The holiday season is a magical time – especially for the little ones. Help your kids stay safe by gifting them age-appropriate toys.
Fara Smith, Program Manager for the Safe Kids San Antonio program at University Health mentions the reason there is age recommendation on the packaging is because toys that are recommended for older children often have small pieces to them. Fara Smith also talks about other safety concerns with toys.
Pick Age-Appropriate Toys
The first step to ensure your child’s safety is picking a toy that is right for their age and development. Toddlers can’t play with the same toys an older child could play with.
For example, toys with small pieces could pose a choking hazard to babies and children under the age of 3. For children younger than 3, avoid toys with:
- Sharp edges
- Rigid points
- Button batteries
If you have older children, your little one may want to play with their toys, too. Separate your children’s toys so your little one doesn’t have easy access to potentially dangerous toys. If they want to play with their siblings’ toys, provide supervision at all times.
Buy a Helmet that Fits
If you buy your child a bicycle, skateboard, tricycle, scooter or anything with wheels, make sure you buy them a helmet, too.
More than 280,000 children are treated in emergency rooms each year for bicycle-related accidents. Many of these injuries could be prevented by wearing a helmet on each and every ride.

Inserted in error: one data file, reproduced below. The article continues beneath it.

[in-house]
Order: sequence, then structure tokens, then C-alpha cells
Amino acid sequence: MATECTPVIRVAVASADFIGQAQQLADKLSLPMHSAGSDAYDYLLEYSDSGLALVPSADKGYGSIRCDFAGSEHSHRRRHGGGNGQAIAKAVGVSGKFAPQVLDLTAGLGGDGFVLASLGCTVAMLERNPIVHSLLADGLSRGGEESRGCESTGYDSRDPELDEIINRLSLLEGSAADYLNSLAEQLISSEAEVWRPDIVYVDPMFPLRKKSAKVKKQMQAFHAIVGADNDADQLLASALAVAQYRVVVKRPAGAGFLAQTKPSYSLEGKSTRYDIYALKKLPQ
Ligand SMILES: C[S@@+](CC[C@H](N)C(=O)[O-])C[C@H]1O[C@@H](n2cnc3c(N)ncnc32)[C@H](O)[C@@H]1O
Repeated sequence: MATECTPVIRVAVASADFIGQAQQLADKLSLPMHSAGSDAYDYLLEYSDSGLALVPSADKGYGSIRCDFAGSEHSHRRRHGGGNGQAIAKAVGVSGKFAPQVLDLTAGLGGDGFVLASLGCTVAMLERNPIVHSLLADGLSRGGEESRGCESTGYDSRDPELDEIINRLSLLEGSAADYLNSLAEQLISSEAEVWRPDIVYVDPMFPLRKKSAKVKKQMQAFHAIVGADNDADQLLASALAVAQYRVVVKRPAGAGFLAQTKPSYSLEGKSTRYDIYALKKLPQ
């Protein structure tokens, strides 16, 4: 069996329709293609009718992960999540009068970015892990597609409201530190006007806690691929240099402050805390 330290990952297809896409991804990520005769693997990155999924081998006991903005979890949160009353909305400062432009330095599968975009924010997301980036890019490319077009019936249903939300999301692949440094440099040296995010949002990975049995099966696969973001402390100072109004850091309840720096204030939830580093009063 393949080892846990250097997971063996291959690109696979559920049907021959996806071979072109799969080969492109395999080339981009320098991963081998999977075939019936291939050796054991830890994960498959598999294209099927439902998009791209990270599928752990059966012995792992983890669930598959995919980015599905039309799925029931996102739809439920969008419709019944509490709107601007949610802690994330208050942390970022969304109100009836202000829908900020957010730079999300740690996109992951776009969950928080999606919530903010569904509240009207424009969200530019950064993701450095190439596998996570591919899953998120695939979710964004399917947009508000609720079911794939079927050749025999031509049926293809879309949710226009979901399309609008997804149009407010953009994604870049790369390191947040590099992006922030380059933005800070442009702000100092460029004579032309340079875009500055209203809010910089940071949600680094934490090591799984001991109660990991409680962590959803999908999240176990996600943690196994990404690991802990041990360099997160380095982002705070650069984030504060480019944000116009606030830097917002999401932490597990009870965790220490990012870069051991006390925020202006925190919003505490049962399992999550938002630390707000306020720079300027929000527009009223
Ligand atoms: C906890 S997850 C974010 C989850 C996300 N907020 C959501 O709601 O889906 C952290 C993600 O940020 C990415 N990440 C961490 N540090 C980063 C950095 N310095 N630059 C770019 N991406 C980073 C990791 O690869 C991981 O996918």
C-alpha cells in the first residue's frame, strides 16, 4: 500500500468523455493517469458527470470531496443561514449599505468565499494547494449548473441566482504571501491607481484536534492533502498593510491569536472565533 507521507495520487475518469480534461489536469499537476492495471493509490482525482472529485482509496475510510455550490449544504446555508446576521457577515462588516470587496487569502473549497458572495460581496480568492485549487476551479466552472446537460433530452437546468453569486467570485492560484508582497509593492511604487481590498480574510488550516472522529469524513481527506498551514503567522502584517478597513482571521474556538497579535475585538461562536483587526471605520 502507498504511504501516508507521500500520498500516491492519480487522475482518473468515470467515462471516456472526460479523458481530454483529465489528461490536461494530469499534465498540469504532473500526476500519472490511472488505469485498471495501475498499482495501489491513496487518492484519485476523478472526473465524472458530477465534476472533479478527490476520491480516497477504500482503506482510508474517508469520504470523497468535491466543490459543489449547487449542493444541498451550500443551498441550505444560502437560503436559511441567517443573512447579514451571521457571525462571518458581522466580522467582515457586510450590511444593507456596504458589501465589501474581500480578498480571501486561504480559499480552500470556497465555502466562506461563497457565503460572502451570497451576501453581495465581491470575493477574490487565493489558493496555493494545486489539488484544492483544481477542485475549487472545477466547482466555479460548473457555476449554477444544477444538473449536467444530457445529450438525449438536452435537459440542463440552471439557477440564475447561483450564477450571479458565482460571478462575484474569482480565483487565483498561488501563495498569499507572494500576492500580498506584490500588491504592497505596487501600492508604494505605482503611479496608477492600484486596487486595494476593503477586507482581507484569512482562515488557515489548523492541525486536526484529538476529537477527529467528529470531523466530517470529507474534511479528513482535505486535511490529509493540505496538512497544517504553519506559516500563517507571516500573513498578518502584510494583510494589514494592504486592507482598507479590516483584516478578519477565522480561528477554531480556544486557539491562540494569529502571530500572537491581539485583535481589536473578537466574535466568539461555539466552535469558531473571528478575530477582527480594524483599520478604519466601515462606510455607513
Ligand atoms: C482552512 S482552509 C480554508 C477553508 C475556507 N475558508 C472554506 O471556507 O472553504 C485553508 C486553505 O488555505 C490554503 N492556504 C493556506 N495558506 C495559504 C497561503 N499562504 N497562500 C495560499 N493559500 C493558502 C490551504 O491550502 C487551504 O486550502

Your child’s helmet should fit snugly and stay buckled while they are riding. If your child hits their head while wearing a helmet, throw that helmet out and replace it with a new one. That helmet will not be as protective if they hit their head a second time.
The Bottom Line
According to Safe Kids, in 2016, 174,100 children under the age of 15 years were treated in emergency rooms for toy-related injuries. Many injuries can be prevented by taking measures to ensure safe play this holiday season.
Keep these tips in mind when gifting your child their new favorite toy:
- Check the labels and warnings on your child’s toys before deciding if they are safe to play with
- Always supervise young children while playing
- Secure batteries in the toy so they don’t fall out, or choose a toy without batteries
- Be aware of product recalls
- Separate your older child’s toys from your younger child’s toys
- When you are done with playtime, store the toys in a secure box